We’re a month away from the Oscars, where the top films of 2018 will be recognized with Hollywood’s top honors, but this week amidst the snowy mountains of Park City, Utah, the table is being set for 2019.

The 2019 Sundance Film Festival is about to screen over 100 new films, with many hoping to be among next year’s Academy Awards nominees. Last year’s festival produced 2018 favorites like Eighth Grade, Blindspotting, Sorry to Bother You, Private Life, Leave No Trace and more.

So, what does the 2019 slate look like? We combed through the complete lineup and pulled out ten titles sure to draw lots of attention in Utah over the next several days. Here’s a preview.


Velvet Buzzsaw

Here’s the deal: A freaky-looking thriller set in the Los Angeles art scene starring Jake Gyllenhaal, John Malkovich, Toni Collette, Daveed Diggs and Rene Russo. The story revolves around a batch of new art that’s discovered from an unknown artist and the supernatural entity looking to wreak havoc on those who come into contact with it.

Side note: Velvet Buzzsaw sees a reunion of the team who worked on 2004’s Nightcrawler, including director Dan Gilroy and stars Jake Gyllenhaal and Rene Russo.

Watch the trailer:


Big Time Adolescence

Here’s the deal: Sundance is known for its memorable coming-of-age movies, and so here comes Big Time Adolescence, about a boy coming of age with help from his best friend, a college dropout.

Side note: That college dropout is played by SNL’s Pete Davidson in what appears to be his biggest film role to date.



I Am Mother

Here’s the deal: Could this be the breakout genre film of the festival? We think it’s got a chance, with an intriguing story about a robot designed to raise a girl in the wake of humanity’s extinction. Things run amok when a mysterious stranger shows up with some harrowing news. Hilary Swank, Rose Byrne and Clara Rugaard star.

Side note: This low-budgeted thriller comes with some master visual effects gurus, as Weta Workshop is responsible for creating the motherly robot featured in the film.


Native Son

Here’s the deal: Native Son is a modern retelling of the 1940 novel written by Richard Wright about an African-American man from a poor neighborhood who takes a job with a wealthy family that changes his life forever.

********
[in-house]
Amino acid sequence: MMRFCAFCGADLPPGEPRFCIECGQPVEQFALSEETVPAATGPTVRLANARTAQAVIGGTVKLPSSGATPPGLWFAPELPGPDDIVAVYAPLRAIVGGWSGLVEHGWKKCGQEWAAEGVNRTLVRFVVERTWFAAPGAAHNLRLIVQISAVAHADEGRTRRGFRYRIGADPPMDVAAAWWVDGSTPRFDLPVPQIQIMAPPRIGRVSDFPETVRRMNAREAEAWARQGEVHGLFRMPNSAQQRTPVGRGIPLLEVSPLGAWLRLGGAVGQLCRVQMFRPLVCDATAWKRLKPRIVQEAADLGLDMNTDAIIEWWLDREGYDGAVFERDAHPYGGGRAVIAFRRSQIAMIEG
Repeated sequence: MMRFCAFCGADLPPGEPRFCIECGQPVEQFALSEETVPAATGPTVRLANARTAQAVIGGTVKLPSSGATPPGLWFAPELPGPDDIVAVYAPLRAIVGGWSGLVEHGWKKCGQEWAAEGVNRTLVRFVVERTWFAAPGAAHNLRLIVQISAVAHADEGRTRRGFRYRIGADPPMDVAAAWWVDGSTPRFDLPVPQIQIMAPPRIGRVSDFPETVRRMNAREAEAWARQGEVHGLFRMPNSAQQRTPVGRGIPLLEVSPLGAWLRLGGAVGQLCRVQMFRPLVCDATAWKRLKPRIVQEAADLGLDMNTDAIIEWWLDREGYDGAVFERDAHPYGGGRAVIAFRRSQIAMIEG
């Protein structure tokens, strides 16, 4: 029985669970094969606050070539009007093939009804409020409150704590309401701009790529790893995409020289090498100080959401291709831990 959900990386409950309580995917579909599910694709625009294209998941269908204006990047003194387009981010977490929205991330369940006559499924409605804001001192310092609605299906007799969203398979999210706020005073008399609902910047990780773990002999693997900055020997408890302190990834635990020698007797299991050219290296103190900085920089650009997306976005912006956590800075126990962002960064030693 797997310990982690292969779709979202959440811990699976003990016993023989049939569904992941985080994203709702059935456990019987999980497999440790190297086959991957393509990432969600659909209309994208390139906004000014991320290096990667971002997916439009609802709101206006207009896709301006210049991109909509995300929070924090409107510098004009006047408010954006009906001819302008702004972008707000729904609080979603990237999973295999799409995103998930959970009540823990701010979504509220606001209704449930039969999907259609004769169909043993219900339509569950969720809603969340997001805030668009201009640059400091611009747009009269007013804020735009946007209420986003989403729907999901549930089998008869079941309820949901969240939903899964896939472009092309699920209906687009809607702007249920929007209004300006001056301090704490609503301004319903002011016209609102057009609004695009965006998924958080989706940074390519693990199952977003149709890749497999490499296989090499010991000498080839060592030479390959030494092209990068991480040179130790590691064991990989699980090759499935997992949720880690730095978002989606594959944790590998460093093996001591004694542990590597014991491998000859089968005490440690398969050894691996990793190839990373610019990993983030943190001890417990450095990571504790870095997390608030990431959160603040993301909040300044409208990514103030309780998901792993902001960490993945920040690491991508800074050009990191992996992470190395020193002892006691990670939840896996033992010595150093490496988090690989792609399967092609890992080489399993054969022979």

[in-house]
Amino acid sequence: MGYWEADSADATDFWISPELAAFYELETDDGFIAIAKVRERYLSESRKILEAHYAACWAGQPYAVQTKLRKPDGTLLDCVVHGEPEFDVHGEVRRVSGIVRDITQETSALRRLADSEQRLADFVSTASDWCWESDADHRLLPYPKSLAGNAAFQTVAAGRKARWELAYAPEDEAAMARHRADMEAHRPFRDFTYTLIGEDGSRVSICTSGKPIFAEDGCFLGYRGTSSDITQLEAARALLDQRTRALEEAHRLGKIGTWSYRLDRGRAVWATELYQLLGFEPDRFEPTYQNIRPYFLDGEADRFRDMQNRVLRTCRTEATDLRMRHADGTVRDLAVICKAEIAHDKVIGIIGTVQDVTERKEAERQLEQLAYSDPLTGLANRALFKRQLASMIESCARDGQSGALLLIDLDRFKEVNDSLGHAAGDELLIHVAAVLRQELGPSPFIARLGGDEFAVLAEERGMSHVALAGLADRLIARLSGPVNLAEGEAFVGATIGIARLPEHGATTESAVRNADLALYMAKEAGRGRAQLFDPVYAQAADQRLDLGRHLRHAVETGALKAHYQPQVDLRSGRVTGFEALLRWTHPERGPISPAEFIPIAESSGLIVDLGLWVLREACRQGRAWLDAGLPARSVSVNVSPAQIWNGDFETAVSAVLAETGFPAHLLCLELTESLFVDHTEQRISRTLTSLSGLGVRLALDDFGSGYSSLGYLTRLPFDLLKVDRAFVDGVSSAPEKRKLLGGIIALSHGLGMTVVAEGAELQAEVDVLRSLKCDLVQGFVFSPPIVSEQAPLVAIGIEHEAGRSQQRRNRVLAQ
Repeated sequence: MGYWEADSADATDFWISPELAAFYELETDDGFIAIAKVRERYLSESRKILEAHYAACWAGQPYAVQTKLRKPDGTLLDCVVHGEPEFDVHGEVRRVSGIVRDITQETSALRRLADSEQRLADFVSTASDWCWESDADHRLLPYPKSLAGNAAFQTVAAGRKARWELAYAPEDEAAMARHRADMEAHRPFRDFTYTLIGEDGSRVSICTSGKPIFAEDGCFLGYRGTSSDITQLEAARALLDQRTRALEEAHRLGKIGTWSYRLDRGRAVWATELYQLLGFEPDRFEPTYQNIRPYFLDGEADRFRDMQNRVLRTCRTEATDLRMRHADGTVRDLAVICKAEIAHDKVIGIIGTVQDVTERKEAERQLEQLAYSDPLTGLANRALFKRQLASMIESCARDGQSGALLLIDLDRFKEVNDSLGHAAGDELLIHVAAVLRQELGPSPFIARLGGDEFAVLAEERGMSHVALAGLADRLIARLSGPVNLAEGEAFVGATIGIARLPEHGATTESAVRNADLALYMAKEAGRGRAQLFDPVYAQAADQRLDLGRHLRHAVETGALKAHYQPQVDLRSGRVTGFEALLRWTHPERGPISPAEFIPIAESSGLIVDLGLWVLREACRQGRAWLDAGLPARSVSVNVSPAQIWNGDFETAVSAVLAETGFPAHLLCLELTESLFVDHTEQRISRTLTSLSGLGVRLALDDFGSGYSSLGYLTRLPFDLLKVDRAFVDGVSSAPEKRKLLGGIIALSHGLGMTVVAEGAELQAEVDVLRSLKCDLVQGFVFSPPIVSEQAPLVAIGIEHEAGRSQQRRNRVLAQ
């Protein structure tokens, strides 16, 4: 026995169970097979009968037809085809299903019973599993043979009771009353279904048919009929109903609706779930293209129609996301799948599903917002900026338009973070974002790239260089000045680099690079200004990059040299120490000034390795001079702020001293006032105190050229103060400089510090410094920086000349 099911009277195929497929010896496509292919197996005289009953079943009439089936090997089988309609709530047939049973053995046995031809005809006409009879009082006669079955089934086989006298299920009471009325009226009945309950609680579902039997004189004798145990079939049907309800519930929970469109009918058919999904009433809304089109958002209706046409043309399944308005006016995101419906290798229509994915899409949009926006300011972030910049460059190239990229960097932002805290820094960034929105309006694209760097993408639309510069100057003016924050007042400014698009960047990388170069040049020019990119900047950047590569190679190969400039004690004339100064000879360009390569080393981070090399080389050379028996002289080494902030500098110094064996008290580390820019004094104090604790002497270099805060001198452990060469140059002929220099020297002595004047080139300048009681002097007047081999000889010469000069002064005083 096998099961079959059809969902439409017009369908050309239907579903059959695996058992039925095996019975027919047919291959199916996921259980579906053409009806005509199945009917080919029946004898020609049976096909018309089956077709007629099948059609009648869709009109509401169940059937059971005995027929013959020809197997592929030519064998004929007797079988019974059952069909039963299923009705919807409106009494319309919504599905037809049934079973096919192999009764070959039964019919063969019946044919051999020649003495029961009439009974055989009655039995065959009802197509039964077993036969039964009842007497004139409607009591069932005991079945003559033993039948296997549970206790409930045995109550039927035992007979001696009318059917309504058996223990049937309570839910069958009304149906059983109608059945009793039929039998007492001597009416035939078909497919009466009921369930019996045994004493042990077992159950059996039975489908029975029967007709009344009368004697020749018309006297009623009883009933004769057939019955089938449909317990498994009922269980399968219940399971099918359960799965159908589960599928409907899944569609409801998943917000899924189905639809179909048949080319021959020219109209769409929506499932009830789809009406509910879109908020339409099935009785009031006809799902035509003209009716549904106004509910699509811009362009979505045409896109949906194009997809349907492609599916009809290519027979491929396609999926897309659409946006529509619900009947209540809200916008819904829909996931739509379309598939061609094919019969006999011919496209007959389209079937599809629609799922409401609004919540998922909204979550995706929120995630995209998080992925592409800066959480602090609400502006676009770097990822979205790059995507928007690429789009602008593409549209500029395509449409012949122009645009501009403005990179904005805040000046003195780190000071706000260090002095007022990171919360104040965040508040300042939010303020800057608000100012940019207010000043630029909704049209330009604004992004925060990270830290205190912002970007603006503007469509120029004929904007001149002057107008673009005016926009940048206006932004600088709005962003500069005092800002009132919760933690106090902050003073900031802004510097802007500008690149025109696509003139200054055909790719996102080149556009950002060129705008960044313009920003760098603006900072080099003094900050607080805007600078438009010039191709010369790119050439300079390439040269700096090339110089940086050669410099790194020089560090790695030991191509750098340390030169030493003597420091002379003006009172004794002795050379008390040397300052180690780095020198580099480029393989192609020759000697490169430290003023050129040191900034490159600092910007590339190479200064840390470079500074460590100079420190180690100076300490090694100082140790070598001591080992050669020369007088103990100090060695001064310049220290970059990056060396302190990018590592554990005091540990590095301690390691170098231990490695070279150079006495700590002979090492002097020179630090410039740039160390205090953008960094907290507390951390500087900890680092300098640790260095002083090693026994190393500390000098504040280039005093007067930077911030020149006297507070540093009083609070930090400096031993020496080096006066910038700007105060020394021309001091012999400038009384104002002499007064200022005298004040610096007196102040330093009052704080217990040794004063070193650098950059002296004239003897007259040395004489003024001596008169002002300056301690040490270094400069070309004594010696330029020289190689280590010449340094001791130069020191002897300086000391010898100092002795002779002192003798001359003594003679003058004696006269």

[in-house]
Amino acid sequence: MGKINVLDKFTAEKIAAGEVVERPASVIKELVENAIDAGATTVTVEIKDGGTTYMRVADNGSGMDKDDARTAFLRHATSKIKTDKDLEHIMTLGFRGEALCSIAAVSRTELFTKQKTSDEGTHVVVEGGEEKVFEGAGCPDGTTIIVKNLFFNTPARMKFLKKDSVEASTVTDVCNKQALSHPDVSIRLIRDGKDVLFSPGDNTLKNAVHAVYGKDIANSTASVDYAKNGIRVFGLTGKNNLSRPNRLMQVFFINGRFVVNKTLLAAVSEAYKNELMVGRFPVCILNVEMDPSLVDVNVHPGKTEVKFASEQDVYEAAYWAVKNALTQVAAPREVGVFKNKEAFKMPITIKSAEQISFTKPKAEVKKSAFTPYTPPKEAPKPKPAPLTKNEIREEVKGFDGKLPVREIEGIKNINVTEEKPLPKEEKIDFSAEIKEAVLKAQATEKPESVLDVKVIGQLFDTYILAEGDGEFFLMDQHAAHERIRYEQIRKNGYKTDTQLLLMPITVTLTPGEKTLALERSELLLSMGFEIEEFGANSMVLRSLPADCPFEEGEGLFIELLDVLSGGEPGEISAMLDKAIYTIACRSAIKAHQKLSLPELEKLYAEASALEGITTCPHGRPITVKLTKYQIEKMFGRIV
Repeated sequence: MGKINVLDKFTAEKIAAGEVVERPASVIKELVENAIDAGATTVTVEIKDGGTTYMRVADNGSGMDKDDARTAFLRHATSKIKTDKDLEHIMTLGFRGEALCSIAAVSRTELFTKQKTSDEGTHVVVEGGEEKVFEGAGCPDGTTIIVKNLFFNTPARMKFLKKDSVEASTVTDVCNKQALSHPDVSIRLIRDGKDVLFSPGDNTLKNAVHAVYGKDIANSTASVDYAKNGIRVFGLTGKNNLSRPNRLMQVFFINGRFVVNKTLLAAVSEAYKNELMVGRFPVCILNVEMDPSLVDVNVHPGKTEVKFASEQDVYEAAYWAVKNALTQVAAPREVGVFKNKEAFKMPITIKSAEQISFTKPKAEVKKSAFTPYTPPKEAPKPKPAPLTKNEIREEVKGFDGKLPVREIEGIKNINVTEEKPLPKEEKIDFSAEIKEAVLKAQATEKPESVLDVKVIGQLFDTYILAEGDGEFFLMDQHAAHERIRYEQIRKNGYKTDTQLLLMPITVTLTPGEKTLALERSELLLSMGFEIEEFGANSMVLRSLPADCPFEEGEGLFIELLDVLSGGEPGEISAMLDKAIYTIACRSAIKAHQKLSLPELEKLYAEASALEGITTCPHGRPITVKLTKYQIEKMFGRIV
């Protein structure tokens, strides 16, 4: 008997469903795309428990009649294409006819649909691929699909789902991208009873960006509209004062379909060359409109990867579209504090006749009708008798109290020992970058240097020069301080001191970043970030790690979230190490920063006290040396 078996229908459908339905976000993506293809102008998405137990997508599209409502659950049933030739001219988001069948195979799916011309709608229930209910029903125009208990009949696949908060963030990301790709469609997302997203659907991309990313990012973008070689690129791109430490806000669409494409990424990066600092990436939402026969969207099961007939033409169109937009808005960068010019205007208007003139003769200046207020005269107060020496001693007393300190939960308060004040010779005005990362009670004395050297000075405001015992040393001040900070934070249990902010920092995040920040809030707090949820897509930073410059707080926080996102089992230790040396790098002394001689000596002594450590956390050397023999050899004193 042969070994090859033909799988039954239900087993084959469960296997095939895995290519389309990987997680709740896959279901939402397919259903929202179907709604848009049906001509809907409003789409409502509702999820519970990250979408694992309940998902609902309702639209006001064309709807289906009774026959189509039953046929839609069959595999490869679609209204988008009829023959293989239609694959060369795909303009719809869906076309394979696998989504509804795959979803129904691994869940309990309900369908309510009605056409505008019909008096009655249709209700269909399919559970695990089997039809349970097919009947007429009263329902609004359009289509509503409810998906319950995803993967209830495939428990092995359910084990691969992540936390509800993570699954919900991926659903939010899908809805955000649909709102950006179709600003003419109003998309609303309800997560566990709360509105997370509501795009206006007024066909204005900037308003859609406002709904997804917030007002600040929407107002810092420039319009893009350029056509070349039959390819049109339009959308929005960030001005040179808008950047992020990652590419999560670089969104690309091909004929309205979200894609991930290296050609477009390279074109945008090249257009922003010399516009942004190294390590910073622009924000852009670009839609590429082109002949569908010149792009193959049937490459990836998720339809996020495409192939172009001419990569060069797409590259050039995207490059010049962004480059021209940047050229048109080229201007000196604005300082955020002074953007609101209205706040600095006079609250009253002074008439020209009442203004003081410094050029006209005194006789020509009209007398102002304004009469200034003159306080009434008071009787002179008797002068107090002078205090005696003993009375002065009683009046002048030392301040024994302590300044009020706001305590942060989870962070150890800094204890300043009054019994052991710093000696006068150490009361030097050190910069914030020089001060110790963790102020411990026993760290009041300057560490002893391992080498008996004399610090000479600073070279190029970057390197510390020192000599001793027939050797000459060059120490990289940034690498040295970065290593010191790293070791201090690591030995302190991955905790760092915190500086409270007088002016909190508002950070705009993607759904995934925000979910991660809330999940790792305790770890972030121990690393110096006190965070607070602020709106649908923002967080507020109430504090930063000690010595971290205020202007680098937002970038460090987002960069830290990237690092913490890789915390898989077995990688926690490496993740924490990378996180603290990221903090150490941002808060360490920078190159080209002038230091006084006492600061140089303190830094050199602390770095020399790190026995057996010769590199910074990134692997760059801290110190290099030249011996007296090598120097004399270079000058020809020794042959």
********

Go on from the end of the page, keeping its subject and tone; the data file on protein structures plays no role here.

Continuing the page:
Side note: Two of the breakout stars of Barry Jenkins’ last two films join forces in Native Son, with Ashton Sanders (Moonlight) and Kiki Layne (If Beale Street Could Talk) starring.


Extremely Wicked, Shockingly Evil and Vile

Here’s the deal: Zac Efron as a serial killer? Like, wha'? It’s one of the most alluring performances of the festival, if only because this may be a role that redefines Efron’s entire career. Here he will play Ted Bundy, one of the most notorious serial killers in modern history. The film will track Bundy’s seemingly perfect marriage and what happens when that relationship begins to intersect with Bundy’s ruthless killing spree.

Side note: Joe Berlinger, known for his excellent true-crime documentaries including Brother’s Keeper and Paradise Lost, directed Extremely Wicked.


Honey Boy

Here’s the deal: Written by Shia LaBeouf and said to be based on his own experiences growing up as a child actor, Honey Boy follows an up-and-coming actor struggling to balance a blossoming career in Hollywood with the often-toxic relationship he has with his father (and guardian), an ex-rodeo-clown.

Side note: In a fascinating move, LaBeouf plays the father (based on his own dad), while Lucas Hedges (Boy Erased) and Noah Jupe (A Quiet Place) play the son at different points in his life.


Little Monsters

Here’s the deal: What’s scarier than having to chaperone a group of kindergarten kids on a school trip? How about having to chaperone said trip as a zombie invasion breaks out. Need we say more?

Side note: Little Monsters is among the most anticipated titles screening in the festival’s Midnight section. It stars Lupita Nyong’o, Josh Gad and Alexander England.



Here’s the deal: Rising star Kiersey Clemons (Hearts Beat Loud, Dope) stars as a woman who is stranded on an island and forced to fend off a monster that comes out at night to feed.

Side note: What’s so exciting about Sweetheart is that it marks the next film for director J.D. Dillard, whose previous film, Sleight, about a street magician who engineers his body to be more successful at his craft, featured a great mix of grounded family drama and heightened genre elements.


Blinded by the Light

Here’s the deal: An ‘80s-set coming-of-age film about a Pakistani boy and aspiring writer who finds his voice through the music of Bruce Springsteen? Sign us up!

Side note: Not only are we into this film because of the Springsteen connection, but also because it’s directed by Bend It Like Beckham filmmaker Gurinder Chadha, who has a way of using music to tell these very uplifting stories about kids overcoming obstacles in order to find their true selves. Blinded by the Light is also being described as a “joyous music companion piece” to Beckham, which makes us that much more intrigued.


Late Night

Here’s the deal: A legendary late-night host (Emma Thompson) accused of hating women attempts to change hearts and minds by hiring a lone woman (Mindy Kaling) to join her all-male writing team.

Side note: Late Night brings with it a very timely premise and a whip-smart script penned by Mindy Kaling, who also stars. In addition, the film is directed by Nisha Ganatra, who has plenty of experience on the television side of things, having directed and produced the acclaimed series Transparent.


Fandango will be on the ground throughout the 2019 Sundance Film Festival, so make sure you follow us on Twitter, @Fandango, for all the latest happenings from Park City, Utah.